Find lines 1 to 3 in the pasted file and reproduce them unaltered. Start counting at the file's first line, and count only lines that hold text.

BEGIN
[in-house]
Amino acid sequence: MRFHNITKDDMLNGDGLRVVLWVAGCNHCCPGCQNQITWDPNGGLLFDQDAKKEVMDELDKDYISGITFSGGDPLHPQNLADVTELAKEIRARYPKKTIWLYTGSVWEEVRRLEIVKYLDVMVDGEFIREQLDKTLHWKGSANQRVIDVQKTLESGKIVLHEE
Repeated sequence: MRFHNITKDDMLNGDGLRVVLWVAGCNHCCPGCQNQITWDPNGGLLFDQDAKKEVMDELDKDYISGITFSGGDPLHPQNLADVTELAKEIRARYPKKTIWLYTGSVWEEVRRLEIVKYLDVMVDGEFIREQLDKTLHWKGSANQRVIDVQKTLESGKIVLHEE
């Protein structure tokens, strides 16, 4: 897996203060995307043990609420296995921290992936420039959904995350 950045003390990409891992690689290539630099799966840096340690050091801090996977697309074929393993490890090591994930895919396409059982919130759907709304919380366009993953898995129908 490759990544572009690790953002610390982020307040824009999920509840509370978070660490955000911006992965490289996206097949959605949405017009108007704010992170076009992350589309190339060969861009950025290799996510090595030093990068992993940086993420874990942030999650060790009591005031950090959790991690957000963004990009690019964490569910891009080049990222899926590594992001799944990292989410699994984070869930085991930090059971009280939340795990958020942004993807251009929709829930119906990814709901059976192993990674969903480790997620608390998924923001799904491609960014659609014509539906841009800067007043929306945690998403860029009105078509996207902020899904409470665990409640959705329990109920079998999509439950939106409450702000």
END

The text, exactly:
[in-house]
Amino acid sequence: MRFHNITKDDMLNGDGLRVVLWVAGCNHCCPGCQNQITWDPNGGLLFDQDAKKEVMDELDKDYISGITFSGGDPLHPQNLADVTELAKEIRARYPKKTIWLYTGSVWEEVRRLEIVKYLDVMVDGEFIREQLDKTLHWKGSANQRVIDVQKTLESGKIVLHEE
Repeated sequence: MRFHNITKDDMLNGDGLRVVLWVAGCNHCCPGCQNQITWDPNGGLLFDQDAKKEVMDELDKDYISGITFSGGDPLHPQNLADVTELAKEIRARYPKKTIWLYTGSVWEEVRRLEIVKYLDVMVDGEFIREQLDKTLHWKGSANQRVIDVQKTLESGKIVLHEE